01 Sector of first track/sector list sector
02 File type and flags:
Hex 80+file type - file is locked
00+file type - file is not locked
00 - TEXT file
04 - BINARY file
08 - S type file
10 - RELOCATABLE object module file
20 - A type file
40 - B type file
(thus, 84 is a locked BINARY file, and 90 is a
locked R type file)
03-20 File name (30 characters)
21-22 Length of file in sectors (LO/HI format).
The CATALOG command will only format the LO byte of
this length giving 1-255 but a full 65,535 may be
stored here.
Figure 4.4 is an example of a typical catalog sector. In this example there are
only four files on the entire diskette, so only one catalog sector was needed to
describe them. There are four entries in use and three entries which have never
been used and contain zeros.
*** INSERT FIGURE 4.4 ***
Each file has associated with it a "Track/Sector List" sector. This sector
contains a list of track/sector pointer pairs which sequentially list the data
sectors which make up the file. The file descriptive entry in the catalog sector
points to this T/S List sector which, in turn, points to each sector in the
file. This concept is diagramed in Figure 4.5.
*** INSERT FIGURE 4.5 ***
The format of a Track/Sector List sector is given below. Note that since even a
minimal file requires one T/S List sector and one data sector, the least number
of sectors a non-empty file can have is 2. Also, note that a very large file,
having more than 122 data sectors, will need more than one Track/Sector List to
hold all the Track/Sector pointer pairs.
00 Not used
01 Track number of next T/S List sector if one was
needed or zero if no more T/S List sectors.
02 Sector number of next T/S List sector (if present).
03-04 Not used
05-06 Sector offset in file of the first sector described
by this list.
07-0B Not used
0C-0D Track and sector of first data sector or zeros
0E-0F Track and sector of second data sector or zeros
10-FF Up to 120 more Track/Sector pairs
A sequential file will end when the first zero T/S List entry is encountered. A
random file, however, can have spaces within it which were never allocated and
therefore have no data sectors allocated in the T/S List. This distinction is
not always handled correctly by DOS. The VERIFY command, for instance, stops
when it gets to the first zero T/S List entry and can not be used to verify some
random organization text files.
An example T/S List sector is given in Figure 4.6. The example file (HELLO,
from our previous examples) has only one data sector, since it is less than 256
bytes in length. Counting this data sector and the T/S List sector, HELLO is 2
sectors long, and this will be the value shown when a CATALOG command is done.
*** INSERT FIGURE 4.6 ***
Following the Track/Sector pointer in the T/S List sector, we come to the first
data sector of the file. As we examine the data sectors, the differences between
the file types become apparent. All files (except, perhaps, a random TEXT file)
are considered to be continuous streams of data, even though they must be broken
up into 256 byte chunks to fit in sectors on the diskette. Although these
sectors are not necessarily contiguous (or next to each other on the diskette),
by using the Track/Sector List, DOS can read each sector of the file in the
correct order so that the programmer need never know that the data was broken up
into sectors at all.
The TEXT data type is the least complicated file data structure. It consists of
one or more records, separated from each other by carriage return characters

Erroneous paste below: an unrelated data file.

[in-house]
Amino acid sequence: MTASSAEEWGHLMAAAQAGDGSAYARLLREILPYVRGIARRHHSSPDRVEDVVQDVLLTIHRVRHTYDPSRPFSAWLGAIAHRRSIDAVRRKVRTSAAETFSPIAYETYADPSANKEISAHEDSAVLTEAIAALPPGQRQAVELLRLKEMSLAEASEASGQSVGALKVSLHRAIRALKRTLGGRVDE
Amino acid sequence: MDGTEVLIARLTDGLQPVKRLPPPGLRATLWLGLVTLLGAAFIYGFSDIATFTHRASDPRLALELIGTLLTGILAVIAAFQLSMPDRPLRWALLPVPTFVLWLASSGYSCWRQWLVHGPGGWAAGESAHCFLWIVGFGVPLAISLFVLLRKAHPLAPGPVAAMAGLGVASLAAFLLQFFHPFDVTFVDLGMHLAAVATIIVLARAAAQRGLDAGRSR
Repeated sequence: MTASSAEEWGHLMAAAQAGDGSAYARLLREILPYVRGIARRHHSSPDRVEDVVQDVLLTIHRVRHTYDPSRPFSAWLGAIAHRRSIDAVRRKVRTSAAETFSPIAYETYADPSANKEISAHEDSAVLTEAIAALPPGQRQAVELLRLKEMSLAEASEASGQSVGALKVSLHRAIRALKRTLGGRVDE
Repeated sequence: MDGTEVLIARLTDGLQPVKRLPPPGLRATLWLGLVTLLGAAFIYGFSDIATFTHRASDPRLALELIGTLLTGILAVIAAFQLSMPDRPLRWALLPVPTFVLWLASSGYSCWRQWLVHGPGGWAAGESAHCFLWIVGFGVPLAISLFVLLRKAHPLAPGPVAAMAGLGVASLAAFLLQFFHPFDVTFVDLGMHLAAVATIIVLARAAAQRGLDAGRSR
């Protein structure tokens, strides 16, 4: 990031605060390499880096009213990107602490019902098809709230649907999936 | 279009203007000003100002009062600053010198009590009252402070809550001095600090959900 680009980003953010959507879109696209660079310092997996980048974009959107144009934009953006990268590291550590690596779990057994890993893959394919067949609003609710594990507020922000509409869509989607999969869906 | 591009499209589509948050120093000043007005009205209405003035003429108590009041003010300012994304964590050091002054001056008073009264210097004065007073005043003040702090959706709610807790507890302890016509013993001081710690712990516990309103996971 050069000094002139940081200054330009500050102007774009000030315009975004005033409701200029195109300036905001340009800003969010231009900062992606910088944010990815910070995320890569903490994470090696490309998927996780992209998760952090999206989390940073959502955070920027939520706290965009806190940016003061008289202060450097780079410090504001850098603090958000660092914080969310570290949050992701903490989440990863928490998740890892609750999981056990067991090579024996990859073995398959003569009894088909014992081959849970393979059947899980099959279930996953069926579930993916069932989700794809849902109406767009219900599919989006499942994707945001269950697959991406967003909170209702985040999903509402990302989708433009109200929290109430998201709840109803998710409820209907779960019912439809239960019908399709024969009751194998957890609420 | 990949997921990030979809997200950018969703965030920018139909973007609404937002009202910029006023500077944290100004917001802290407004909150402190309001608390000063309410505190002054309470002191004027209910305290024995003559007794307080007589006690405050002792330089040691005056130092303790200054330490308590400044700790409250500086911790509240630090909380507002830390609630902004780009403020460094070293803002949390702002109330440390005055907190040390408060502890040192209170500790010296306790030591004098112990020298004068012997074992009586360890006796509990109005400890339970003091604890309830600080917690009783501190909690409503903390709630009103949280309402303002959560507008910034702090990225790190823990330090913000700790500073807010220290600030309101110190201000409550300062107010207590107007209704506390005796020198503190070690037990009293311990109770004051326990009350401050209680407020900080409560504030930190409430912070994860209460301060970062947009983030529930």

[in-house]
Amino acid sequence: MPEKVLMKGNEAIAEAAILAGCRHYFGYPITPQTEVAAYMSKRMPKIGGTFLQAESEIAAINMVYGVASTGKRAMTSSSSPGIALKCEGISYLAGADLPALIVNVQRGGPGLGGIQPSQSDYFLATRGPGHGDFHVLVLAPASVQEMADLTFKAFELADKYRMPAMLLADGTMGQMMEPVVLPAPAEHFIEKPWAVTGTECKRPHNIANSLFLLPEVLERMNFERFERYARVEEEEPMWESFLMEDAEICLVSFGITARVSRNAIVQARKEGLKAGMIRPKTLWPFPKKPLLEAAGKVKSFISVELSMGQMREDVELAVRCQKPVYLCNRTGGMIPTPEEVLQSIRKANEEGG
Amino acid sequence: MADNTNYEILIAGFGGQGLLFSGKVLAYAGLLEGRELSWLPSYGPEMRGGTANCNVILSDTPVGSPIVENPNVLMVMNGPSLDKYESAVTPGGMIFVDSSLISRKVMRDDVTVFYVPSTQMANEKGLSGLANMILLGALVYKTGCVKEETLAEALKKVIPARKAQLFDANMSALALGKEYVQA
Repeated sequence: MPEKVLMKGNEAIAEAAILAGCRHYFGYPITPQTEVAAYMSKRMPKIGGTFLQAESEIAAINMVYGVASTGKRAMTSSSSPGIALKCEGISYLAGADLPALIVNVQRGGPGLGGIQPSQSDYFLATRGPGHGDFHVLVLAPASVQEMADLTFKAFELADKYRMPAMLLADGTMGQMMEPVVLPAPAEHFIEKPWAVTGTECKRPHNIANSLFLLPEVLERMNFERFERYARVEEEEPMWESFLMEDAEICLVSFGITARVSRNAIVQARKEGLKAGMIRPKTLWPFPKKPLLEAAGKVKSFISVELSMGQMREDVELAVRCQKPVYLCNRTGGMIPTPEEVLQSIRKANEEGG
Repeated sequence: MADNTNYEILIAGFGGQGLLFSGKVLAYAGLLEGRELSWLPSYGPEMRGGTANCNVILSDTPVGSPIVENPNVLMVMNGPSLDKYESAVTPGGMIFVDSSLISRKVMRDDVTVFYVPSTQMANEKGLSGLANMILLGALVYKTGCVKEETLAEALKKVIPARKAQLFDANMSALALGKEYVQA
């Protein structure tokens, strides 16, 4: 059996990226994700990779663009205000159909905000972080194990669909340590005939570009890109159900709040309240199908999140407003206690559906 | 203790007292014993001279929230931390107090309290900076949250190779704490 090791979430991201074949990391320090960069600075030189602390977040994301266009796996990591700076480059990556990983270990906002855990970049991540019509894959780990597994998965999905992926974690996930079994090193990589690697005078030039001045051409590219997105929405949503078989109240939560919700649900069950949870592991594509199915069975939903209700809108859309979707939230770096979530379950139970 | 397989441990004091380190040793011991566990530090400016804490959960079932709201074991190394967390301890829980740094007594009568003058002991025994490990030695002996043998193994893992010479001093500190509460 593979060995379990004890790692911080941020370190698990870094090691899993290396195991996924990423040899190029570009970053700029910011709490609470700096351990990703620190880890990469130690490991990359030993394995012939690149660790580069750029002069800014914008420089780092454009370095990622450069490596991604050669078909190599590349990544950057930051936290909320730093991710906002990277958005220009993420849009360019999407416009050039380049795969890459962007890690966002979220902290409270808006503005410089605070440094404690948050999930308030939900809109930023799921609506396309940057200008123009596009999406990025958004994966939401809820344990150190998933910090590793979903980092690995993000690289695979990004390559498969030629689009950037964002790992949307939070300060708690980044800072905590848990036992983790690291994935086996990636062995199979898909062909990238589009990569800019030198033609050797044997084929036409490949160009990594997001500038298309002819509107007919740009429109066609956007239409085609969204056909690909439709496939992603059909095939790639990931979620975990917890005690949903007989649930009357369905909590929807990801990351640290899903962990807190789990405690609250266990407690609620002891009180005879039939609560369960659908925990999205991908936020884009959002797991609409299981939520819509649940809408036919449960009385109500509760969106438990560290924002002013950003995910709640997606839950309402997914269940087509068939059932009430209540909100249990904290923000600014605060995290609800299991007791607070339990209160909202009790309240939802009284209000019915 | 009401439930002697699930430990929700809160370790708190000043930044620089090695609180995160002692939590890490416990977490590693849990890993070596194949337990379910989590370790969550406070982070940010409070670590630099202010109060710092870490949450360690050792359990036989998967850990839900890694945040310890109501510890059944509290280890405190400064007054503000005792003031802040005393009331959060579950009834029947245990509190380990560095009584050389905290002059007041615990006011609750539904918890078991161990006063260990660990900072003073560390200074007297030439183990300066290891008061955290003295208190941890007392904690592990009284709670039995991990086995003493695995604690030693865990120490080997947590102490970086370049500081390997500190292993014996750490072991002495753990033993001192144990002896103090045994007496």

(hex 8D's). This structure is diagrammed and an example file is given in Figure
4.7. Usually, the end of a TEXT file is signaled by the presence of a hex 00 or
the lack of any more data sectors in the T/S List for the file. As mentioned
earlier, if the file has random organization, there may be hex 00's imbedded in
the data and even missing data sectors in areas where nothing was ever written.
In this case, the only way to find the end of the file is to scan the
Track/Sector List for the last non-zero Track/Sector pair. Since carriage
return characters and hex 00's have special meaning in a TEXT type file, they
can not be part of the data itself. For this reason, and to make the data
accessible to BASIC, the data can only contain printable or ASCII characters
(alphabetics, numerics or special characters, see p. 8 in the APPLE II REFERENCE
MANUAL) This restriction makes processing of a TEXT file slower and less
efficient in the use of disk space than with a BINARY type file, since each
digit must occupy a full byte in the file.
*** INSERT FIGURE 4.7 ***
The structure of a BINARY type file is shown in Figure 4.8. An exact copy of the
memory involved is written to the disk sector(s), preceded by the memory address
where it was found and the length (a total of four bytes). The address and
length (in low order, high order format) are those given in the A and L keywords
from the BSAVE command which created the file. Notice that DOS writes one extra
byte to the file. This does not matter too much since BLOAD and BRUN will only
read the number of bytes given in the length field. (Of course, if you BSAVE a
multiple of 256 bytes, a sector will be wasted because of this error) DOS could
be made to BLOAD or BRUN the binary image at a different address either by
providing the A (address) keyword when the command is entered, or by changing
the address in the first two bytes of the file on the diskette.
*** INSERT FIGURE 4.8 ***
A BASIC program, be it APPLESOFT or INTEGER, is saved to the diskette in a way
that is similar to BSAVE. The format of an APPLESOFT file type is given in
Figure 4.9 and that of INTEGER BASIC in 4.10. When the SAVE command is typed,
DOS determines the location of the BASIC program image in memory and its length.
Since a BASIC program is always loaded at a location known to the BASIC
interpreter, it is not necessary to store the address in the file as with a
BINARY file. The length is stored, however, as the first two bytes, and is
followed by the image from memory. Notice that, again, DOS incorrectly writes
an additional byte, even though it will be ignored by LOAD. The memory image of
the program consists of program lines in an internal format which is made up of
what are called "tokens". A treatment of the structure of a BASIC program as it
appears in memory is outside the scope of this manual, but a breakdown of the